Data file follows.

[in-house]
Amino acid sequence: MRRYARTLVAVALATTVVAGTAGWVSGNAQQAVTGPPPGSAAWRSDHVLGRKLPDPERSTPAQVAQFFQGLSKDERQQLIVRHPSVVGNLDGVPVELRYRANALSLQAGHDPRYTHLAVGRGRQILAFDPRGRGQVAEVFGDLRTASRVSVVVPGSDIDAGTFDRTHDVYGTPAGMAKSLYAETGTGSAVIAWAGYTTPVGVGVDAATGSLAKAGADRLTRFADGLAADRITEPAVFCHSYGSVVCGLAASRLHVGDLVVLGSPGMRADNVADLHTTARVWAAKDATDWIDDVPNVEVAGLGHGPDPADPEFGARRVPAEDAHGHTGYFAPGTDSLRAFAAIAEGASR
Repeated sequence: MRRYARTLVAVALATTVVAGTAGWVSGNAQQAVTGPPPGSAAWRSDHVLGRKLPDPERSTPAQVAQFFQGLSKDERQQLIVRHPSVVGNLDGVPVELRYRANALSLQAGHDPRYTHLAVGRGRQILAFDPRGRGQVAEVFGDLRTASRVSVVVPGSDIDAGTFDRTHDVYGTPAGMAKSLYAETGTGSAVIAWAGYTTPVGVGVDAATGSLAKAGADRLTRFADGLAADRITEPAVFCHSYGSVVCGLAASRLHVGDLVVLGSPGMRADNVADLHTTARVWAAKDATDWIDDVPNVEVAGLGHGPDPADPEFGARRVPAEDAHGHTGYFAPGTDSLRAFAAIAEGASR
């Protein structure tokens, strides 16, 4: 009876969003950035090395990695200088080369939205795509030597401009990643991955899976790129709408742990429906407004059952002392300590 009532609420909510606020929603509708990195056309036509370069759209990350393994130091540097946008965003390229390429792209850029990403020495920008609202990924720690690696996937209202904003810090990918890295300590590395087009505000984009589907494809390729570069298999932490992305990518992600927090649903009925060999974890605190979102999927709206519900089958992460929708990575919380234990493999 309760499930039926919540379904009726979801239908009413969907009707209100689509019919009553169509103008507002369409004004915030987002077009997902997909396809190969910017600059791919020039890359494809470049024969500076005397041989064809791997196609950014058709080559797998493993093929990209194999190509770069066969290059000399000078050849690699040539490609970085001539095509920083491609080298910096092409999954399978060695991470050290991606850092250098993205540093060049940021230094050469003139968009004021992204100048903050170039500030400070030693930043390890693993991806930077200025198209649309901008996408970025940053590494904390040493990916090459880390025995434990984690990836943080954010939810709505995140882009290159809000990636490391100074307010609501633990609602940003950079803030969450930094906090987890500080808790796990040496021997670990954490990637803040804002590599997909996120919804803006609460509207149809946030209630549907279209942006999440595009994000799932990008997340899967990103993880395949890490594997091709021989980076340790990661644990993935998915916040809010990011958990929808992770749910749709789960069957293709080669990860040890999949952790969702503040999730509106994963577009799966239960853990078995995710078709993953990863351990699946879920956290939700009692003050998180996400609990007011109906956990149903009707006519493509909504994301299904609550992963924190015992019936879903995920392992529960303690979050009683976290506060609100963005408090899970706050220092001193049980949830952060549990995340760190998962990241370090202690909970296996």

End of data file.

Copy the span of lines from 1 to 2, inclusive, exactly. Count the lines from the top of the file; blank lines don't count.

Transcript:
[in-house]
Amino acid sequence: MRRYARTLVAVALATTVVAGTAGWVSGNAQQAVTGPPPGSAAWRSDHVLGRKLPDPERSTPAQVAQFFQGLSKDERQQLIVRHPSVVGNLDGVPVELRYRANALSLQAGHDPRYTHLAVGRGRQILAFDPRGRGQVAEVFGDLRTASRVSVVVPGSDIDAGTFDRTHDVYGTPAGMAKSLYAETGTGSAVIAWAGYTTPVGVGVDAATGSLAKAGADRLTRFADGLAADRITEPAVFCHSYGSVVCGLAASRLHVGDLVVLGSPGMRADNVADLHTTARVWAAKDATDWIDDVPNVEVAGLGHGPDPADPEFGARRVPAEDAHGHTGYFAPGTDSLRAFAAIAEGASR